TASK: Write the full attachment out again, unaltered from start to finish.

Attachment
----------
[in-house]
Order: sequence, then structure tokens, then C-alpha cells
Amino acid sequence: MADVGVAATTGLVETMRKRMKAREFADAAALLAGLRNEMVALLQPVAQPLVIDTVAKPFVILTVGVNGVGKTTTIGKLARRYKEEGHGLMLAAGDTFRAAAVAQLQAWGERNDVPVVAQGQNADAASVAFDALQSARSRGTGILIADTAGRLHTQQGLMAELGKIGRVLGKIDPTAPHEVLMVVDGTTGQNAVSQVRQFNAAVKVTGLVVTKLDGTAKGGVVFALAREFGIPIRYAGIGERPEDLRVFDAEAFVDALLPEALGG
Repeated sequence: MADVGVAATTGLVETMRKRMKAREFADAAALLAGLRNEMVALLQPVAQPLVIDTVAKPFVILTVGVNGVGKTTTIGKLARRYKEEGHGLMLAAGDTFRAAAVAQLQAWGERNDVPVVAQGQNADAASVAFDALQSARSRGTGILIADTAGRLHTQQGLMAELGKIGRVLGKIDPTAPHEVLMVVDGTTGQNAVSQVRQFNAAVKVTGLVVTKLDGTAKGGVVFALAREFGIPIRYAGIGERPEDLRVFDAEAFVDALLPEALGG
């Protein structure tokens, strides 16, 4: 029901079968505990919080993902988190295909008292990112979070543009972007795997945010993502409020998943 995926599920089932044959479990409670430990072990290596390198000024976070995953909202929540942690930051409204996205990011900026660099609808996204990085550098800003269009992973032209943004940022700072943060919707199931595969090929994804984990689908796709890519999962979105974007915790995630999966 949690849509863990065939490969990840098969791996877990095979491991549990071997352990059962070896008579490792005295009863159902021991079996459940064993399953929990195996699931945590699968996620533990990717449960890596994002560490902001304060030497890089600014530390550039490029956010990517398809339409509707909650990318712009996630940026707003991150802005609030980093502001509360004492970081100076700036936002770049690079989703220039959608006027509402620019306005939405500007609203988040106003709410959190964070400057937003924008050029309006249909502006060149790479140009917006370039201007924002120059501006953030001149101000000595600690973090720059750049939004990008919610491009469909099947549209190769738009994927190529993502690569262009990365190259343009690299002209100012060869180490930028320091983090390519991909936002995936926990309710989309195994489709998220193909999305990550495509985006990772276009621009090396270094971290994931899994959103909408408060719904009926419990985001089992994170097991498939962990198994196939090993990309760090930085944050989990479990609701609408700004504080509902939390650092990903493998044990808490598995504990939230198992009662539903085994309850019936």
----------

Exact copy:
[in-house]
Order: sequence, then structure tokens, then C-alpha cells
Amino acid sequence: MADVGVAATTGLVETMRKRMKAREFADAAALLAGLRNEMVALLQPVAQPLVIDTVAKPFVILTVGVNGVGKTTTIGKLARRYKEEGHGLMLAAGDTFRAAAVAQLQAWGERNDVPVVAQGQNADAASVAFDALQSARSRGTGILIADTAGRLHTQQGLMAELGKIGRVLGKIDPTAPHEVLMVVDGTTGQNAVSQVRQFNAAVKVTGLVVTKLDGTAKGGVVFALAREFGIPIRYAGIGERPEDLRVFDAEAFVDALLPEALGG
Repeated sequence: MADVGVAATTGLVETMRKRMKAREFADAAALLAGLRNEMVALLQPVAQPLVIDTVAKPFVILTVGVNGVGKTTTIGKLARRYKEEGHGLMLAAGDTFRAAAVAQLQAWGERNDVPVVAQGQNADAASVAFDALQSARSRGTGILIADTAGRLHTQQGLMAELGKIGRVLGKIDPTAPHEVLMVVDGTTGQNAVSQVRQFNAAVKVTGLVVTKLDGTAKGGVVFALAREFGIPIRYAGIGERPEDLRVFDAEAFVDALLPEALGG
């Protein structure tokens, strides 16, 4: 029901079968505990919080993902988190295909008292990112979070543009972007795997945010993502409020998943 995926599920089932044959479990409670430990072990290596390198000024976070995953909202929540942690930051409204996205990011900026660099609808996204990085550098800003269009992973032209943004940022700072943060919707199931595969090929994804984990689908796709890519999962979105974007915790995630999966 949690849509863990065939490969990840098969791996877990095979491991549990071997352990059962070896008579490792005295009863159902021991079996459940064993399953929990195996699931945590699968996620533990990717449960890596994002560490902001304060030497890089600014530390550039490029956010990517398809339409509707909650990318712009996630940026707003991150802005609030980093502001509360004492970081100076700036936002770049690079989703220039959608006027509402620019306005939405500007609203988040106003709410959190964070400057937003924008050029309006249909502006060149790479140009917006370039201007924002120059501006953030001149101000000595600690973090720059750049939004990008919610491009469909099947549209190769738009994927190529993502690569262009990365190259343009690299002209100012060869180490930028320091983090390519991909936002995936926990309710989309195994489709998220193909999305990550495509985006990772276009621009090396270094971290994931899994959103909408408060719904009926419990985001089992994170097991498939962990198994196939090993990309760090930085944050989990479990609701609408700004504080509902939390650092990903493998044990808490598995504990939230198992009662539903085994309850019936």